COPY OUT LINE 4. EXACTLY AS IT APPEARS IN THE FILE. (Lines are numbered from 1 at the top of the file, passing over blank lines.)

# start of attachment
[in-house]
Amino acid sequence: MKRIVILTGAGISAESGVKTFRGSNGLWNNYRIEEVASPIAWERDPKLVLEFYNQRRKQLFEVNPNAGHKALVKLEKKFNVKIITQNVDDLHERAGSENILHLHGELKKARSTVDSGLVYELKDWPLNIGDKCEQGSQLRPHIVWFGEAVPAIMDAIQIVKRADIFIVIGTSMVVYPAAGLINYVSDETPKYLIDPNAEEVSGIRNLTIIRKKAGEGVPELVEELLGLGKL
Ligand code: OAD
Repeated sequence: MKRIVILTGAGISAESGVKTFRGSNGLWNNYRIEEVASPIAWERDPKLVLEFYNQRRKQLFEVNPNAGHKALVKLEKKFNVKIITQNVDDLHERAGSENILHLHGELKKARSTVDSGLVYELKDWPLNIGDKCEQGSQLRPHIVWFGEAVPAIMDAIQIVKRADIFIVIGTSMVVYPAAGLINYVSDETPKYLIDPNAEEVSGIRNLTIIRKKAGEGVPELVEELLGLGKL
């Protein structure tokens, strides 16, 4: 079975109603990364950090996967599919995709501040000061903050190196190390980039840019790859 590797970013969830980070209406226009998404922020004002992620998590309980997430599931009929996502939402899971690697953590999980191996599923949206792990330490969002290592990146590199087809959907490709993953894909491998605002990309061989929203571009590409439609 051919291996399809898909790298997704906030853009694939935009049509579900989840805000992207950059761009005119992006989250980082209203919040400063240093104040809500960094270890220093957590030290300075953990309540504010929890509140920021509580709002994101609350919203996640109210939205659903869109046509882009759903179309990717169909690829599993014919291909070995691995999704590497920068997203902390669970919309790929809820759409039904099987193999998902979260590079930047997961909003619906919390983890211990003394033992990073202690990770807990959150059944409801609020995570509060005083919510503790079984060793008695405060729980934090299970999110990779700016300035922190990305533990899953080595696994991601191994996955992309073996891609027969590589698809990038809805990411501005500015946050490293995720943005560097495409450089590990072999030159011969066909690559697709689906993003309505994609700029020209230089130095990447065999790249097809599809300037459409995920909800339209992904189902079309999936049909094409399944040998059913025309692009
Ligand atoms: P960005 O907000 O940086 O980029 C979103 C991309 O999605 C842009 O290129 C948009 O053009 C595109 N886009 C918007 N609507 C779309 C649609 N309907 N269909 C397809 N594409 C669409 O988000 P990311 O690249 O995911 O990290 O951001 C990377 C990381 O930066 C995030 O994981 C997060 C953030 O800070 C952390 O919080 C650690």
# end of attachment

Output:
Repeated sequence: MKRIVILTGAGISAESGVKTFRGSNGLWNNYRIEEVASPIAWERDPKLVLEFYNQRRKQLFEVNPNAGHKALVKLEKKFNVKIITQNVDDLHERAGSENILHLHGELKKARSTVDSGLVYELKDWPLNIGDKCEQGSQLRPHIVWFGEAVPAIMDAIQIVKRADIFIVIGTSMVVYPAAGLINYVSDETPKYLIDPNAEEVSGIRNLTIIRKKAGEGVPELVEELLGLGKL